Is Louisiana's tax credits paying off? According to a new report, Louisiana's tax credit system is worthless.
Since 2009, Louisiana has offered a 30 percent base tax credit on qualified in-state expenditures covering production costs, salaries of actors, directors and producers. An additional 5 percent tax credit is given for salaries to state residents up to $1 million in individual salary. In addition, there is no per project cap in Louisiana.
Consequently, Louisiana's general film/TV tax credit system has generated 10,800 jobs in 2013, generating $471 million in personal income and $1.6 billion toward's the economy. But, according to a study released last month by the state's Department of Economic Development, Louisiana's tax credit system is worthless. That on Louisiana's best day they are able to get back about a dollar for each dollar spent. It was previously reported that Louisiana was only getting 23 cents on the dollar back in taxes from the tax credit system which means the state was simply throwing money away, according to the study.
However, The MPAA and the Louisiana and Entertainment Assn., argued that the previous study did not take into account tourism.
According to Van Stevenson, senior vice president of the MPAA, that is why this new study went beyond similar prior studies in other states to also include the impact of tourism. Typically, when state legislatures look at the results of tax incentives, they do not include tourism.
The study by the Louisiana Film and Entertainment Association and the MPAA revealed that people who had watched shows like True Blood, NCIS New Orleans and Duck Dynasty, as well as older TV shows and movies including A Streetcar Named Desire, came to Louisiana specifically because the shows were filmed there. It found that 14.5 percent of visitors surveyed using an online sampling system (which is not scientific in the classic sense) came because they had watched a show set in the state. [The Hollywood Reporter>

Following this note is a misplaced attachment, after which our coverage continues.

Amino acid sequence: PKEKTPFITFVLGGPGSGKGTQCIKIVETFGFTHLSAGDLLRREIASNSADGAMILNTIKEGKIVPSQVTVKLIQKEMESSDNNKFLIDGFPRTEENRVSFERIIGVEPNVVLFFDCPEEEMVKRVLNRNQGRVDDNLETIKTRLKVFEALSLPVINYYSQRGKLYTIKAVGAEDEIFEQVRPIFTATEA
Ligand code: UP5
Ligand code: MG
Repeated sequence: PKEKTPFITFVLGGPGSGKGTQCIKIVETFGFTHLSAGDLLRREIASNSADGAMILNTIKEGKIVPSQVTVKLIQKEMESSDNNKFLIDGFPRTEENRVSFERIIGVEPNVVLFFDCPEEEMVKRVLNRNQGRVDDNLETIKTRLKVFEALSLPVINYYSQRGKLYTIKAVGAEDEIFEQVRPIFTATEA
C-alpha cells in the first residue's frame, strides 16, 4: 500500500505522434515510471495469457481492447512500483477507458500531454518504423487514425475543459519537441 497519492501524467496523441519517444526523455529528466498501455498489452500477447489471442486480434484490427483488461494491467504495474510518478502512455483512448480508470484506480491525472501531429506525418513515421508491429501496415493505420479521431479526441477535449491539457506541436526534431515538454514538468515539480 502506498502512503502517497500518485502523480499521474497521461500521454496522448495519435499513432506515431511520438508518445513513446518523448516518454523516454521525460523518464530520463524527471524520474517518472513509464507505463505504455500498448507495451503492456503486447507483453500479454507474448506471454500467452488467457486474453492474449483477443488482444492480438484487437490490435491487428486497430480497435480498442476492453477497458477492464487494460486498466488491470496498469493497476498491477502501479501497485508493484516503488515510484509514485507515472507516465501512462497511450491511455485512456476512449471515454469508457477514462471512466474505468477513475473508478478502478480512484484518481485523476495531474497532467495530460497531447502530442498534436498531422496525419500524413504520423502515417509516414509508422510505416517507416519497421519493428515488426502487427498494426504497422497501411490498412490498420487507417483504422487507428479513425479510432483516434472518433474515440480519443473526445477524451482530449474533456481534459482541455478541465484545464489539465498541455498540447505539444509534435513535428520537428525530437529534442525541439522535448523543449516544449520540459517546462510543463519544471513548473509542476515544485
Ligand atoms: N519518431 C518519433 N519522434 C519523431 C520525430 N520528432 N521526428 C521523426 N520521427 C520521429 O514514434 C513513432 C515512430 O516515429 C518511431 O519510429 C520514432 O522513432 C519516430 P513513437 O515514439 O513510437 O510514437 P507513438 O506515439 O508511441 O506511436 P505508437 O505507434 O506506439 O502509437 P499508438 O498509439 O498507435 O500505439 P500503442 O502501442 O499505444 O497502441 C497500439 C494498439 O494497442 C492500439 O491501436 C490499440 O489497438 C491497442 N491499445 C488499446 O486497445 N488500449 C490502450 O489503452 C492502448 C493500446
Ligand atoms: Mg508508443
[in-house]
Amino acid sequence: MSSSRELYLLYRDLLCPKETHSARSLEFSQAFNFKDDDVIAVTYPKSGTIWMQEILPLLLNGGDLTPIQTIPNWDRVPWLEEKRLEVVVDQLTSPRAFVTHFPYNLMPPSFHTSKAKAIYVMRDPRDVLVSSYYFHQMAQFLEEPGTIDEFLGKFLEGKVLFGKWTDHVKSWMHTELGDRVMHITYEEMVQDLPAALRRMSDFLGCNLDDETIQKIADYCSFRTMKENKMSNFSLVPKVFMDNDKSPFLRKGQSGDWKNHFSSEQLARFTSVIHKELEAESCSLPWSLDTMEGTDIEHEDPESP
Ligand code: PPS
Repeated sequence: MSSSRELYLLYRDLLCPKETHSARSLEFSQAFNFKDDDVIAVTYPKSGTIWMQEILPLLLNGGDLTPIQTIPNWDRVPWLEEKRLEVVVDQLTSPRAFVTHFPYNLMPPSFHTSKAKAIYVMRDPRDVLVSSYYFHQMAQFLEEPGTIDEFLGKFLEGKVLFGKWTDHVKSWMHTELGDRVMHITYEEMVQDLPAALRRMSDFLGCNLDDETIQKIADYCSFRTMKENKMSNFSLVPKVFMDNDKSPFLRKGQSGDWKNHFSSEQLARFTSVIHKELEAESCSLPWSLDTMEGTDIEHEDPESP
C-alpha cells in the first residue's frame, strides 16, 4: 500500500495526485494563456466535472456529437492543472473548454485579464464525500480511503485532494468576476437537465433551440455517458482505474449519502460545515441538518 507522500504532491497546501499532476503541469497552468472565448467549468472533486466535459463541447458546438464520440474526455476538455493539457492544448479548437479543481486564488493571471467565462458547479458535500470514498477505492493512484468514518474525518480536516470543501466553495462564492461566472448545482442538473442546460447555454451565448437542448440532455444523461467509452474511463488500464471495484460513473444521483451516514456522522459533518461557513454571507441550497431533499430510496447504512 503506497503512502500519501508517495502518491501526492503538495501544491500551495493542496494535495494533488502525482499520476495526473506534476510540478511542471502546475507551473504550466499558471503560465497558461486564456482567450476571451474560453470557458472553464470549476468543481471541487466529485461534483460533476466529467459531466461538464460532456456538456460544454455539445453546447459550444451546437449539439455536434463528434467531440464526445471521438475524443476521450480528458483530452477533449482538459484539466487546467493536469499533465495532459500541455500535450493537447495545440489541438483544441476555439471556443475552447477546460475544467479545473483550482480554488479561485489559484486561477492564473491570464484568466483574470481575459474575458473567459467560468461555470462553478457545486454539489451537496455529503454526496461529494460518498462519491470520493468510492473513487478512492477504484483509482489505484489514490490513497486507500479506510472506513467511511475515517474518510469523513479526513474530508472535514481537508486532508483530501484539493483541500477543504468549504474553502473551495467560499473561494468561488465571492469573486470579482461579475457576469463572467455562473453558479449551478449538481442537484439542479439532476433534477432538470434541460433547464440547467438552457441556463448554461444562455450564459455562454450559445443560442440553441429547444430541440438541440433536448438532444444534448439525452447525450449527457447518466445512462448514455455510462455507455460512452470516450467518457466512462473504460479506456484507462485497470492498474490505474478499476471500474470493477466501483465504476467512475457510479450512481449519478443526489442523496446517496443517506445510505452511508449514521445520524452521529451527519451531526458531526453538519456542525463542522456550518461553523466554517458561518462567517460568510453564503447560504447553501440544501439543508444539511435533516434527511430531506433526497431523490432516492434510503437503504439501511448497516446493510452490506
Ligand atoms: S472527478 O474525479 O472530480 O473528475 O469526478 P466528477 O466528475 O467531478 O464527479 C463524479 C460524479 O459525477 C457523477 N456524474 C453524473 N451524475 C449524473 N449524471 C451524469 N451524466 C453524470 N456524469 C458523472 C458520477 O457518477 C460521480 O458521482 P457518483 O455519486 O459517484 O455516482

So, when you take tourism into account, it shows that tourism driven by movies and TV shows created an additional 22,700 jobs and generated $767 million in personal income and up to $2.4 billion in economy output. Which means overall, according to the study, movie and TV production supported as many as 33,520 jobs and generated almost $4 billion in economic impact.
The new study commissioned by the MPAA argues that the return on investment to Louisiana tax credit system basically breaks even, which is better than a 23 cents return. But, it shows that Louisiana is just as profitable with or without the film tax credit system because, the state is at best able to break even.
They argue that the return on investment to Louisiana tax coffers breaks even. Their own study showed that in 2013, production and tourism spending related to movies and TV shows generated state tax revenues of $95.1 million and local tax revenues of $85.9 million, for a total of $181 million. According to the Louisiana Department of Revenue, $178.9 million in tax credits were redeemed that year. [Variety]
Some lawmakers are calling for significant changes, like limiting the expenses that can be claimed and capping the annual credits at $300 million. However, Gov. Bobby Jindal has not scaled back the program in his latest budget meaning the tax credit system will continue in Louisiana.
Change is not something producers are interested in. Recently, North Carolina ended their tax credit system
for a grant program. Since then, several movies and TV shows have skipped town and relocated to other states like Georgia and Pennsylvania.. If reports continue to suggest that Louisiana's film and TV tax credits are worthless expect lawmakers to pull the plug on the program which will drive more and more shows to competing cities like Atlanta.
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